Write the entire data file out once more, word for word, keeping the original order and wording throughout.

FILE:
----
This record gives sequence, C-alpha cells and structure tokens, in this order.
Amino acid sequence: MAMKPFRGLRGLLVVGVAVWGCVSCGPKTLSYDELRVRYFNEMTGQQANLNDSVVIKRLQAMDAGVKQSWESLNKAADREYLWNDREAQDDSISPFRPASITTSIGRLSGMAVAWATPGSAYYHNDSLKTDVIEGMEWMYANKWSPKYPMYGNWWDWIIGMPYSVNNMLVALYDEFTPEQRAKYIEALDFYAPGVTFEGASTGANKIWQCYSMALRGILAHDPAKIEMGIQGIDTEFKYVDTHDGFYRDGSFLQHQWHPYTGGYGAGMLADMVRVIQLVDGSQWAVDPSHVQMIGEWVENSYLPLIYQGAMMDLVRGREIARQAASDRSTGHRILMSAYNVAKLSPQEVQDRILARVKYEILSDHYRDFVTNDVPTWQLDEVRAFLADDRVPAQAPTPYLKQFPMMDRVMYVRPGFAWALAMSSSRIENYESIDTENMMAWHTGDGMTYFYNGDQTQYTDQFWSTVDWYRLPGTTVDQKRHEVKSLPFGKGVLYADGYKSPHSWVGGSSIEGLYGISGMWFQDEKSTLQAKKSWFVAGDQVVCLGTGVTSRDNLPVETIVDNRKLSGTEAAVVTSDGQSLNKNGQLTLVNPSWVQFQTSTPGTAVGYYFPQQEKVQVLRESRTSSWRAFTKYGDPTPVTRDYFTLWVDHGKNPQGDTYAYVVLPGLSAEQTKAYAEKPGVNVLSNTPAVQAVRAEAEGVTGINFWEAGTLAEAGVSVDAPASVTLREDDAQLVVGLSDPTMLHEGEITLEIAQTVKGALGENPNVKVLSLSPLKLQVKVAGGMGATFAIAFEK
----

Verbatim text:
This record gives sequence, C-alpha cells and structure tokens, in this order.
Amino acid sequence: MAMKPFRGLRGLLVVGVAVWGCVSCGPKTLSYDELRVRYFNEMTGQQANLNDSVVIKRLQAMDAGVKQSWESLNKAADREYLWNDREAQDDSISPFRPASITTSIGRLSGMAVAWATPGSAYYHNDSLKTDVIEGMEWMYANKWSPKYPMYGNWWDWIIGMPYSVNNMLVALYDEFTPEQRAKYIEALDFYAPGVTFEGASTGANKIWQCYSMALRGILAHDPAKIEMGIQGIDTEFKYVDTHDGFYRDGSFLQHQWHPYTGGYGAGMLADMVRVIQLVDGSQWAVDPSHVQMIGEWVENSYLPLIYQGAMMDLVRGREIARQAASDRSTGHRILMSAYNVAKLSPQEVQDRILARVKYEILSDHYRDFVTNDVPTWQLDEVRAFLADDRVPAQAPTPYLKQFPMMDRVMYVRPGFAWALAMSSSRIENYESIDTENMMAWHTGDGMTYFYNGDQTQYTDQFWSTVDWYRLPGTTVDQKRHEVKSLPFGKGVLYADGYKSPHSWVGGSSIEGLYGISGMWFQDEKSTLQAKKSWFVAGDQVVCLGTGVTSRDNLPVETIVDNRKLSGTEAAVVTSDGQSLNKNGQLTLVNPSWVQFQTSTPGTAVGYYFPQQEKVQVLRESRTSSWRAFTKYGDPTPVTRDYFTLWVDHGKNPQGDTYAYVVLPGLSAEQTKAYAEKPGVNVLSNTPAVQAVRAEAEGVTGINFWEAGTLAEAGVSVDAPASVTLREDDAQLVVGLSDPTMLHEGEITLEIAQTVKGALGENPNVKVLSLSPLKLQVKVAGGMGATFAIAFEK